PJ Council appoints new member


By Matt Clayton - For the Sidney Daily News



Port Jefferson Mayor Steve Butterfield swears in councilman David Clem during Monday night’s meeting.

Port Jefferson Mayor Steve Butterfield swears in councilman David Clem during Monday night’s meeting.


PORT JEFFERSON — David Clem was sworn in Monday night to continue to serve on the Port Jefferson Council.

Clem, a former Port Jefferson mayor, had served on council as recently as last year but his term ran out at the end of 2017. After the council meeting was called to order Mayor Steve Butterfield said if no one in attendance had in intentions of running for council that he (the Mayor) had the authority to appoint someone if need be and seeing that no one had submitted a petition asked if there were any nominations. David Clem was in attendance and was nominated by council member Krystal Cox; council voted to appoint Clem who was then sworn in by Butterfield.

Council then heard a report from fiscal officer Judy Fair who outlined all the all bills for the village from last month, which was accepted

Butterfield then submitted payment to council for last month’s traffic fines totaling $1,211. Council approved the payment and then voted to also accept payment for street repairs resulting from the monies received from State Issue 1 last year; the payment amounted to $33,470 and will be used for resurfacing East Lane Street.

Next council heard the third reading of an ordinance concerning the sale of approximately 2.67 acres the village currently owns. Butterfield said the land is no longer needed and is a financial liability. The Port Jefferson Fire Department is hoping to purchase the land in order to build a much-needed firehouse to accommodate a bigger fire engine and create more room for other equipment updates. The motion passed and the village will advertise the land for sale once a week for the next five weeks in the local news publications. Council reserves the right to accept or reject any or all offers. The minimum bid must be at least $22,000 with 10 percent down and paid off in 30 days; the ordinance authorizing the sale of the land stipulates the land must be used to enhance the health and welfare of the local community and be a benefit to the public in general and is not for sale for the purpose of private ownership with no intentions of meeting said requirements.

Council then endorsed a bid to make improvements on Spring Street and Wall Street totaling $131, 432.96. The lowest bid came from Nagle Construction who will begin work on the project in late June or early July. Council also approved the contract with Rumpke to handle the village waste pick-up.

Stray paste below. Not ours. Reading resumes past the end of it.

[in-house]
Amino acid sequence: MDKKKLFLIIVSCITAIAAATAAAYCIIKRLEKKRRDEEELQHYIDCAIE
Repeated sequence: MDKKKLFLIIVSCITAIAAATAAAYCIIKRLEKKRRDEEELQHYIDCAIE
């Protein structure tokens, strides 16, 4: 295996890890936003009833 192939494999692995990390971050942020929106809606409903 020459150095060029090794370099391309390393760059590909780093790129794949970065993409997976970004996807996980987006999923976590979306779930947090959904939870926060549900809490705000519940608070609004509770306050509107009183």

Council voted to reduce the speed limit on Canal Street from 20 mph to 15 mph and also voted to get new speed-limit signs. Also approved was the purchase of approximately 12 “No Parking from here to Corner” signs to be installed immediately upon receiving the signs.

“For safety’s there will be no parking allowed within 30 feet of the corners of all street intersections,” said Butterfield, who also noted the village will start enforcing parking regulations and all cars in the city limits must be parallel parked and that “pull-in” parking will no longer be tolerated except on the west side of the 47 Inn on the one-way street.

Fair presented preliminary figures for the 2018 budget and council discussed the amounts. Since some of the numbers were only estimates and there were suggestions to move funds from place to another council agreed to approve the budget at the next meeting after all the information required was compiled. Butterfield said the general fund started with $3,000 last year and ended up with $18,000 which was quite an improvement.

Lastly council heard comments from Butterfield and Clem concerning inquiries about renting the Community Hall. Council had voted to stop renting the hall at the end of 2017 but Butterfield and Clem both felt that council should rethink the situation seeing all the interest generated by those seeking to use the hall.

“I’ve had several phone calls about hall rentals and while there is a degree of liability and responsibility involved on our part I sure hate to see our village miss out on the added income,” said Clem.

Council members Loretta Cook, Krystal Cox and Sharon Whitehead all spoke in favor of continuing the hall rental but all also noted the need for improvements to make the hall more appealing. After much discussion Council agreed to pursue the matter further and look into making some improvements to the hall. Anyone interested in renting the Community Hall may contact Butterfield or call Clem at 937-726-1566.

Before closing, Clem noted the need to publicly commend the Port Jefferson Village Police Department for their community spirit and level of public service.

“Our police officers are doing a fine job, I have personally experienced service above and beyond what one might expect and just wanted to say thank-you on the behalf of council,” said Clem.

Council’s next meeting will be held on March 5 at 7 p.m.

Port Jefferson Mayor Steve Butterfield swears in councilman David Clem during Monday night’s meeting.
http://www.sidneydailynews.com/wp-content/uploads/sites/47/2018/02/web1_ClemSwornIn-copy.jpgPort Jefferson Mayor Steve Butterfield swears in councilman David Clem during Monday night’s meeting.

By Matt Clayton

For the Sidney Daily News

The writer is a regular contributor to the Sidney Daily News.

The writer is a regular contributor to the Sidney Daily News.

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